5 weeks in prison for student who left hotel twice for dinner, filmed while staying at home


SINGAPORE – A student who returned from the United States last year and had to serve 14 days’ notice has left his hotel twice to have dinner and watch a movie with his friend.

He also requested to be taken to a hospital for psychiatric treatment, but used this as a stepping stone to spending more time shopping and dining elsewhere.

Ang Chenrui, a 27-year-old Singaporean, was jailed for five weeks on Thursday (January 6) after pleading guilty to two counts under the infectious disease law for violating his isolation. Two similar charges were considered in sentencing.

The court heard that Ang, who had been studying in the United States since 2016, returned to Singapore in March last year to spend time with his mother. He had to serve a stay-at-home notice in accordance with infection control regulations for Covid-19.

The following month, he left Singapore to return to the United States.

While in transit at Narita Airport in Japan, he experienced abdominal pain and sought medical treatment. He then took a flight to Singapore.

Ang arrived at Changi Airport on April 17 and received another order to stay home for 14 days.

He was to serve the order at the JW Marriott hotel, where he was given a one-time key card that allowed him to enter his room only once.

At the hotel, the elevators allowed customers to visit only the floors where their assigned rooms were located.

On April 20, Ang left his room in the morning and opened an unlocked door leading to an emergency staircase.

He went up to the 16th floor, which housed hotel guests who were not serving isolation orders.

From there he took the elevator to the ground floor, left the hotel and took a train to the Serangoon MRT station where he bought a cake before heading to the apartment. from his mother.

He stayed at the apartment until the evening and did not tell his mother that he was on notice to stay home. Instead, he lied, saying he had never left the country by plane and told her he lived in a rented room.

That evening, he left the apartment with his mother’s tenant to have dinner at a nearby cafe.

Ang and the tenant were friends. The tenant was also unaware that Ang was supposed to serve the stay-at-home notice.

The couple caught a movie at the Nex Mall in Serangoon Central, and Ang took a train back to the hotel.

Ang followed another guest in the elevator to the 16th floor and down the fire escape. When he reached the sixth floor, he found that the door leading to the hallway where his room was located was locked.

He came out on the fifth floor and called a member of hotel staff for help, claiming he had been locked out of his room as he tried to get rid of the trash.

Ang lied when he said he had come down to the fifth floor because the service phone on his level was damaged.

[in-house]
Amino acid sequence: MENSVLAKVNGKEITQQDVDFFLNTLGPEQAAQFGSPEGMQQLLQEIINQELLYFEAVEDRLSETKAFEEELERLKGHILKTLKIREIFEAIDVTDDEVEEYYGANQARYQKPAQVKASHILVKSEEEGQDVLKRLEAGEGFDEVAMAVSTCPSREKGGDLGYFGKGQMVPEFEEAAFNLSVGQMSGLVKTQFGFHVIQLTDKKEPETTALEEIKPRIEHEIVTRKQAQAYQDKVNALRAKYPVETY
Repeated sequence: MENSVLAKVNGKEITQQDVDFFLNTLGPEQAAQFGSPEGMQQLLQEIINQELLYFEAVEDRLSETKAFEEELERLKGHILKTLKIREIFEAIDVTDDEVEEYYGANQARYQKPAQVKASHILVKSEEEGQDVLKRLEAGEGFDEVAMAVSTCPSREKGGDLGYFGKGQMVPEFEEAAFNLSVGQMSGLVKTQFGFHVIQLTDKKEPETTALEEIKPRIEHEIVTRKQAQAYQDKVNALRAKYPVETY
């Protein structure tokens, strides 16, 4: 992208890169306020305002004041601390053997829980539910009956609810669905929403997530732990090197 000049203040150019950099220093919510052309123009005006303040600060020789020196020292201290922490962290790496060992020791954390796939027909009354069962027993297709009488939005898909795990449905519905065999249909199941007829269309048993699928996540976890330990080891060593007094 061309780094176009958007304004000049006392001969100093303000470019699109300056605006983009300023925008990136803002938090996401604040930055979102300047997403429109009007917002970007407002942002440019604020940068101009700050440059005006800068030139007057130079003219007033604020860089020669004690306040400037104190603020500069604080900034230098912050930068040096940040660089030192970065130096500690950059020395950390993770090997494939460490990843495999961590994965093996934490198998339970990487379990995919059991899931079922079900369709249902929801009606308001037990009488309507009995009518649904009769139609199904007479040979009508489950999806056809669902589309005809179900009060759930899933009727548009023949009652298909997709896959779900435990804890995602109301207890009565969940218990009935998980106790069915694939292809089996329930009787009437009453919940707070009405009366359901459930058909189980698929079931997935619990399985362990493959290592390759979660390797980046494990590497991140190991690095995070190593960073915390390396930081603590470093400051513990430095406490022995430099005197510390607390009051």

After escorting Ang to his room, the staff member’s suspicion was raised when he tried the service phone and found it to be working. He then alerted his colleagues and surveillance footage revealed Ang’s offense.

The court documents did not indicate what the hotel had done after this.

On April 24, Ang called the hotel front desk in the morning to request a visit to the Institute of Mental Health (IMH). He was rushed to hospital, where he wandered for a few minutes before taking a private rental car to his mother’s apartment.

That afternoon he went shopping with the tenant on Orchard Road and they had dinner at a restaurant near Farrer Park before returning to the apartment.

Later, a member of the hotel staff checked Ang’s status with the OHI and was told that the hospital had no record of his registration for the consultation.

A hotel official alerted the Immigration and Checkpoint Authority (ICA).

The next day, CIA officers found Ang in the apartment and arrested him. He was admitted to the IMH where he served the remaining days of his home stay notice.

Investigators then followed his movements using recordings from his EZ-link transit card.


Ang’s attorney, Michael Han, said his client was diagnosed with an adjustment reaction and had a history of maladjusting to the stressors in his life.

Ang did not do well in his A-level exams when he was a student at Hwa Chong Institution. Her parents also divorced in 2019, Mr. Han added.

The lawyer also said that the artistic decoration of Fairmont Singapore, the hotel where he isolated himself in March on his first return from the United States, reminded him of his father, who was an artist.

It reminded Ang of his troubled relationship with his father which led to his parents’ divorce and worsened his mental state, Mr. Han said.

For each violation of the infectious disease law, Ang could have been jailed for up to six months or fined up to S $ 10,000, or both.


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